The Syrian government needs to recognise that “if this keeps up, we may be looking at a complete breakdown” of the cessation of hostilities, Toner said. A truce brokered by the United States and Russia in February has been unravelling for weeks.

Washington urged the Assad regime to end its escalating attacks on Aleppo and Daraya, as well as besieging towns and obstructing humanitarian access, the department said.

“Secretary Kerry raised these concerns in a call with Russian Foreign Minister Lavrov earlier today and urged him to press the regime to cease at once airstrikes against opposition forces and innocent civilians in Aleppo and the Damascus suburbs,” the State Department said in a statement.

Islamic State claimed responsibility for bombs that killed nearly 150 people and wounded at least 200 in Jableh and Tartous on Syria’s Mediterranean coast on Monday in the government-controlled territory that hosts a Russian military base.

(Reporting By Arshad Mohammed and Doina Chiacu; Editing by Chris Reese and Alan Crosby)

Source: Russia has special responsibility to push Syria to stop attacks – U.S.

An Australian law firm has filed a compensation claim against Russia and President Vladimir Putin in the European Court of Human Rights on behalf of families of victims of Malaysian Airlines Flight MH17, shot down in 2014, media reported.

The jetliner crashed in Ukraine in pro-Russian rebel-held territory on July 17, 2014, killing all 298 people on board, including 28 Australians.

The aircraft, which was en route from Amsterdam to Kuala Lumpur, was shot down by a Russian-made surface-to-air missile, the Dutch Safety Board concluded in its final report late last year.

Fighting was raging in eastern Ukraine between Russian-backed separatists and Ukrainian government forces when the aircraft was downed and many Western experts and governments blamed the rebels.

Australia’s Fairfax media reported on Saturday that 33 next of kin were of victims named in an application by Sydney law firm LHD Lawyers, representing people from Australia, New Zealand and Malaysia.

The application was filed on May 9 and names the Russian Federation and Putin as respondents and seeks $10 million in compensation per passenger, the report said.

The Dutch Safety Board, which was not empowered to address questions of responsibility, did not point the finger at any group or party for launching the missile.

“So far we don’t have (such information)” Kremlin spokesman Dmitry Peskov told Interfax news agency when asked to comment on reports of the compensation claim.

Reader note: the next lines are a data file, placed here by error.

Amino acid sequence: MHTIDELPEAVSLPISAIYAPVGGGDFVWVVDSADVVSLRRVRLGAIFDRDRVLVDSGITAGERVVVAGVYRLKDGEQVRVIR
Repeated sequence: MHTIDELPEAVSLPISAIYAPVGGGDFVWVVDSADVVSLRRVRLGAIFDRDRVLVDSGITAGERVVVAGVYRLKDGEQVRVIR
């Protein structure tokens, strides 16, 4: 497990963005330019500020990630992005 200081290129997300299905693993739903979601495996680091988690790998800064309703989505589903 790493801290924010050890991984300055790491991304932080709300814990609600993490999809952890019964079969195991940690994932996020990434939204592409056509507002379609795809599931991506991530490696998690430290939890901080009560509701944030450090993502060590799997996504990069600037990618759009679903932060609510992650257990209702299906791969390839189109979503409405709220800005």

Malaysia, the Netherlands, Australia, Belgium and Ukraine have been exploring alternative options, including trials in international and national courts, after Russia vetoed a United Nations bid in July 2015 to form a tribunal.

Reuters could not immediately reach LHD Lawyers for comment.

Source: Australian firm names Russia, Putin in MH17 compensation claim – report | Reuters

A United Nations Security Council condemnation of North Korea’s latest missile tests has been delayed by Russian amendments to a statement that had been agreed by the remaining 14 members, including Pyongyang’s ally China, diplomats said on Tuesday.

North Korea test-fired what appeared to be two intermediate-range ballistic missiles on Thursday, but both failed. China’s U.N. Ambassador Liu Jieyi, president of the U.N. Security Council last month, said the body was working on a response.

“The Security Council needs to respond swiftly; so we don’t understand why Russia is blocking while all other council members, including China, which borders DPRK (North Korea), can agree,” Britain’s Deputy U.N. Ambassador Peter Wilson said.

Russian U.N. Ambassador Vitaly Churkin said on Monday that Moscow had added “some very valuable input” to the draft council statement that the United States was considering “unhappily.”

“We need to call a spade a spade and we think that asking for the interested parties to scale down their military activity in the region is very important,” Churkin said, referring to moves by the United States and South Korea.

Russia and China on Friday called on the United States not to install a new anti-missile system in South Korea, after Washington said it was in talks with Seoul following North Korea’s nuclear arms and missile tests.

The North routinely threatens to destroy South Korea and the United States.

Source: Russia delays U.N. council condemnation of North Korea missile tests | Reuters

gen-curtis-scaparrotti

The NATO alliance is getting a new supreme commander this week, a former top-ranking U.S. military officer in Korea who has been described by Defense Secretary Ash Carter as a proven warrior-diplomat and “a soldiers’ general.”

U.S. Army Gen. Curtis M. Scaparrotti was installed Tuesday as head of U.S. European Command, and will become NATO’s supreme allied commander Europe following a separate ceremony Wednesday at alliance military headquarters in southern Belgium.

Scaparrotti, 60, will become the 18th U.S. officer to hold the post since Gen. Dwight D. Eisenhower became the first NATO SACEUR in 1951. The commander is responsible for the overall direction and conduct of global military operations for the 28-nation NATO alliance, which now faces multiple security challenges ranging from a resurgent Russia to armed Islamic extremism.

Source: NATO Alliance Getting New Supreme Commander – ABC News